child bedtime

Going to bed at the same time every night could give your child’s brain a boost, a recent study found:

Researchers at University College London found that when 3-year-olds have a regular bedtime they perform better on cognitive tests administered at age 7 than children whose bedtimes weren’t consistent. The findings represent a new twist on an expanding body of research showing that inadequate sleep in children and adolescents hurts academic performance and overall health.

The latest study considered other factors that can influence bedtime and cognitive development, such as kids skipping breakfast or having a television in their bedroom. After accounting for these, the study found that going to bed very early or very late didn’t affect cognitive performance, so long as the bedtime was consistent.

“The surprising thing was the later bedtimes weren’t significantly affecting children’s test scores once we took other factors into account,” said Amanda Sacker, director of the International Center for Lifecourse Studies in Society and Health at University College London and a co-author of the study. “I think the message for parents is…maybe a regular bedtime even slightly later is advisable.”

The researchers suggested that having inconsistent bedtimes may hurt a child’s cognitive development by disrupting circadian rhythms. It also might result in sleep deprivation and therefore affect brain plasticity—changes in the synapses and neural pathways—at critical ages of brain development.

The children were participants in the U.K.’s Millennium Cohort Study, a nationally representative longterm study of infants born between 2000 and 2002.  Mothers were asked about their children’s bedtimes at 3, 5 and 7 years of age. Nearly 20% of the 3-year-olds didn’t have a regular bedtime. That figure dropped to 9.1% at age 5 and 8.2% at age 7. Mothers were also asked about socioeconomic and demographic characteristics and family routines.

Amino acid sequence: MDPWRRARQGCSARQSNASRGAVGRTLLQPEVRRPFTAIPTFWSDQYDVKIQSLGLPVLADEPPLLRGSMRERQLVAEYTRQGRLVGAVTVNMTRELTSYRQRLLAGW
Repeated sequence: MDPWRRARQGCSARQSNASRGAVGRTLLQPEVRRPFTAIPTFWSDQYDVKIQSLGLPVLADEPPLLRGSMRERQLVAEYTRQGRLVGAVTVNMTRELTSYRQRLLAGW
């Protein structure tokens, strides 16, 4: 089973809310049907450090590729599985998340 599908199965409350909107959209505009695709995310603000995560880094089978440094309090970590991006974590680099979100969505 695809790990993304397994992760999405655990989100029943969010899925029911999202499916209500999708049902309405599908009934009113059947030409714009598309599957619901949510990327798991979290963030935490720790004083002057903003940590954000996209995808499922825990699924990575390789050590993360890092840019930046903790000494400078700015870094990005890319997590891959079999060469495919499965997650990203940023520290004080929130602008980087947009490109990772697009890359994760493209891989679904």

When the children were 7 years old, they received cognitive assessments in reading, math and spatial abilities. The poorest test scores were recorded by children who went to bed very early or very late, and by those who had inconsistent bedtimes, said Dr. Sacker. But once other factors in the home were taken into account only the inconsistent bedtime was associated with lower scores, she said.

A consistent pattern of sleep behavior mattered. “Those who had irregular bedtimes at all three ages had significantly poorer scores than those who had regular bedtimes,” Dr. Sacker said. This was especially true for girls who didn’t establish consistent bedtimes between 3 and 7 years old.

Chris
cskidd1983@gmail.com
Married to the amazing Sarah and raising Jakey, Daniel, Amelia, Josh & Jonah in our blended family. Passionate for Jesus, social work & sport.

0 thoughts on “School is ‘the last moral force’”

  1. What morals do students learn from school administrators more interested in personal political advancement than sound educational policies and practices designed to positively influence students?

    What morals are taught by administrators who change grades given students by teachers in order to indicate a higher percentage of passing students at the school entrusted to their supervision?

    What morals are taught by administrators who are more intent on covering up inappropriate student behavior incidents than taking effective corrective action?

    Do you suppose inappropriate school administration is the primary cause behind the tremendous rate of teacher turnover in public schools in America?

    Perhaps a change in perspective in which public education is viewed as a privilege would significantly improve the quality of education students receive. Certainly students in Iraq and African nations, long denied educational opportunity, strive more diligently than American students to take advantage of available educational opportunities. Active student participation in the learning process is a most critical factor in gaining a sound education designed to facilitate success in later adult life. The onus for such active participation must properly be on the student, rather than the teacher.

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